THE BLOG
10/09/2014 12:19 pm ET Updated Dec 09, 2014

To the NFL: Not on My Turf

Rick Osentoski

I have been a loyal football fan since I was a child. By 7th grade I knew the name of every player on my favorite team, which happens to be the New York Giants. When I was studying abroad and they were in the Super Bowl, I cheered for them from Italy. I love going to a game when I can, and the sound of a football game on the television on a Sunday afternoon brings with it a flood of good memories and good feelings. My children have team jerseys and helmets. Now, a single mother, I still put on the game, because I like it. But, frankly, you are pissing me off.

I turned on the Jets game on Sunday afternoon and was appalled by the amount of breast cancer pink. It was everywhere... on socks, shoes, gloves, towels, baseball hats, jackets, helmets. The ribbon was even on the darn football, which the camera made sure to zoom in on. And worse, the NFL logo was snuggled right into the middle of the pink ribbon. I thought, "Are they serious?"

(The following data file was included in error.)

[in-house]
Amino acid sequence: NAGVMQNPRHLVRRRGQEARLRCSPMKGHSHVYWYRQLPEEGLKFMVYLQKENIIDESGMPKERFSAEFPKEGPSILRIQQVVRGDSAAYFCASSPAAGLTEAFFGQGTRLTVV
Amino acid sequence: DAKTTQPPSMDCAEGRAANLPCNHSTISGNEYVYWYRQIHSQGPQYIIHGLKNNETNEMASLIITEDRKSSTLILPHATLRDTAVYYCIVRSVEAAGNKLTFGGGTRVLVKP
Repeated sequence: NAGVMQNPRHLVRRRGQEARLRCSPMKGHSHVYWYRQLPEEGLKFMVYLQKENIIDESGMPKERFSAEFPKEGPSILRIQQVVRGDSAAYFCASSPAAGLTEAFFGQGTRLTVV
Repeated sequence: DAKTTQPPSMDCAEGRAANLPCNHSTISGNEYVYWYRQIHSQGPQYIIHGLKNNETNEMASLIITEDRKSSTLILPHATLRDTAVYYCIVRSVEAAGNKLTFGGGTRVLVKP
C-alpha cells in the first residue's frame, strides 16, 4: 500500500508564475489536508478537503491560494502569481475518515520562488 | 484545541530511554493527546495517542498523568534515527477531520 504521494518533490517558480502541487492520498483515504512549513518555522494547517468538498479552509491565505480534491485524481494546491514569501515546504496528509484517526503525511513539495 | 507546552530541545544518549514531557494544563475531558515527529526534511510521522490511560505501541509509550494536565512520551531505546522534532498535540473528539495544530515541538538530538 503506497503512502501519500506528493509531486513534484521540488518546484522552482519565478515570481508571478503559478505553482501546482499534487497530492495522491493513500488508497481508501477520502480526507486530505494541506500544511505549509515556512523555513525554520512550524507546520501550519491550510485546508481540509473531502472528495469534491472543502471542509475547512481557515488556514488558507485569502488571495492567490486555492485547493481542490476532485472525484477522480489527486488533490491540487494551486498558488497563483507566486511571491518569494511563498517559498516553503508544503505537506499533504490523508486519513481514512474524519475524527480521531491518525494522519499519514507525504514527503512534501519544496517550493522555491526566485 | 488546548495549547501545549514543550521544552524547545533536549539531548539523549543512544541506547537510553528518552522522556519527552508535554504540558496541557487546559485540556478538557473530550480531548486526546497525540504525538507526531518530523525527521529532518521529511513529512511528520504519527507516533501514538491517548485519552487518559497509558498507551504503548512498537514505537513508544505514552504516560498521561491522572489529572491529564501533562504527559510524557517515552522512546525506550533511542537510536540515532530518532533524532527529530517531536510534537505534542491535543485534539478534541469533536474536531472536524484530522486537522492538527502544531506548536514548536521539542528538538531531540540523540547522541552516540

I was not moved, or touched, or for a moment feeling forgiving of the recent disgraces and double standards brought to light. Every spot of pink seemed to be an empty apology, but I wasn't buying. I think it is unthinkable that an organization like the NFL, in its current state of disgrace, and with such clear indifference and disrespect for women, should have even been allowed by the American Cancer Society to exploit breast cancer awareness month as a means to fix it's much bigger problem. When other sponsors are pulling out, why on earth would a cause so literally close to the heart of women, and such a serious and real health issue for women be allowed to step in. If anyone had worn it for personal reasons, in specific honor of someone they loved who was touched by it, that would have been not only respectful, but quite powerful. But to slap it on everyone and everything? I don't think so. The marketing folks got that one wrong.

This survivor says no thanks, NFL. Go clean up your act somewhere else, not on my turf. Start from the inside out, end the double standards. Hold your players accountable for their behavior. They get nice big paychecks and many, many perks. If they want them, they should earn them on and off the field, like everyone else. Hold them to to a reasonable code of conduct. Stop believing it's all OK as long as they don't get caught. It's not OK, and you've been caught.

Take off the pink, you don't deserve to wear it.